J. Paul Getty once said: "If you owe the bank $100 that's your problem. If you owe the bank $100 million, that's the bank's problem." Similarly, if you are a young black guy who has killed one person with a gun while high on drugs, you have a problem and you may find yourself on death row somewhere in the USA; but if you are a Nobel prize winner responsible for killing millions of people with the weapons of statecraft and real politick while high on arrogance and influence, society has a problem and may not be able to prosecute you.

Hitchens' book first appeared in 2001 and had additional facts added in 2002; still, 6 years later no one in the USA has dared to bring his case to court. Does that mean the case is weak? Or that someone in power has a problem? Hitchen's evidence seems credible but there may not be a court anywhere prepared to hear the case.

It is interesting that according to the back cover of the book, while Dr. Kissinger finds the book 'contemptible' it is not reported that he finds the contents are 'untrue.'

An extra star goes to Hitchens for his courage in taking on the 'establishment.'
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14 of 16 people found the following review helpful
5.0 out of 5 stars Ever Wonder Why You Don't Like Kissinger. This Is Why., February 22, 2013
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I remember not liking Kissinger back way back when, as a young man, feeling the effects of the Nixon term. There was something I couldn't put a finger on about Henry. Could my radar be that far off on a person? Everyone was using the "genius" word when it came to this guy. But how? Why were there women "props" around him? Were these beards? I knew I was right about Nixon, and I knew I was right about Henry. Let the master polemicist tell you all about it. Hitchens codifies our worst fears about the dark underbelly of our government. Meet one of the real evil geniuses of the last generation, face to face. It may validate, everything you have suspected all along. Great work again by Hitchens.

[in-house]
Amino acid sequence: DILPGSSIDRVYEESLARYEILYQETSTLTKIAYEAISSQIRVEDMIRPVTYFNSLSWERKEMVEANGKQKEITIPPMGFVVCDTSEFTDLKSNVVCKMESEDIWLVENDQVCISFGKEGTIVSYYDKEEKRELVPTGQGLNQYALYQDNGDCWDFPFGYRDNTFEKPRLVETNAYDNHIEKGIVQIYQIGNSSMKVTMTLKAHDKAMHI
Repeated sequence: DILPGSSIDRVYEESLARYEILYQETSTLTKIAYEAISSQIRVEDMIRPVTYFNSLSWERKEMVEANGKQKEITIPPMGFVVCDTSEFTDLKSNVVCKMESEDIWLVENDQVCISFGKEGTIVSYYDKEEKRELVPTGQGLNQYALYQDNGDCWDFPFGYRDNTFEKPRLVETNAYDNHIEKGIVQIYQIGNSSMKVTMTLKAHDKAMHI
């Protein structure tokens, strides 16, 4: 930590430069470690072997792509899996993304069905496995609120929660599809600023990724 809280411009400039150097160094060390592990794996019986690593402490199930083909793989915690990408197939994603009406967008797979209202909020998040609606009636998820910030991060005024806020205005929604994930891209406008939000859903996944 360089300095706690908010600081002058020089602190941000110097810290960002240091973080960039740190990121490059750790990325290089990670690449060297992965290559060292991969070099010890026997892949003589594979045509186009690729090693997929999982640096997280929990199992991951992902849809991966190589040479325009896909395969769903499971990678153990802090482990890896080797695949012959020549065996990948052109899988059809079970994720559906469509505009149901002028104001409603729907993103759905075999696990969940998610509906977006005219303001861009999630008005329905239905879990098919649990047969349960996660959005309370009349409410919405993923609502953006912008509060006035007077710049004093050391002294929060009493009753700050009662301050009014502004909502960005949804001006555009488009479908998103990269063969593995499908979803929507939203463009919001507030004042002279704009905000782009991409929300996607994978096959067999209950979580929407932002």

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7 of 7 people found the following review helpful
4.0 out of 5 stars A portrait of depraved and corrupt power, September 27, 2012
What a frightening narrative - and even if it's only half true, why hasn't someone had the courage (and deep pockets) to pursue Kissinger through the Courts? As Hitchens says, these matters may be old news and now of limited interest in the USA, but they are still highly relevant and personal to the thousands of people who have been affected and traumatised outside the States. The Australian Government received no attention in Hitchens' book for its disgraceful complicity when Indonesia invaded East Timor, but at least the Australian Government eventually had the courage to go back and help the East Timorese put things right (albeit too late for the many thousands who had been killed). If only the US Government had equal fortitude to put things right at home and bring Kissinger to trial ... Hopefully the many documents which Kissinger has managed to keep locked away in the US archives until after his demise will eventually help History bring down a true judgement on Kissinger. Innocent until proven guilty (if only Kissinger had allowed others such a courtesy), but based on Hitchens' book, Kissinger comes across as a very nasty piece of work with little regard for democracy, the rule of law or due process.
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The Trial of Henry Kissinger
The Trial of Henry Kissinger by Christopher Hitchens (Paperback - June 17, 2002)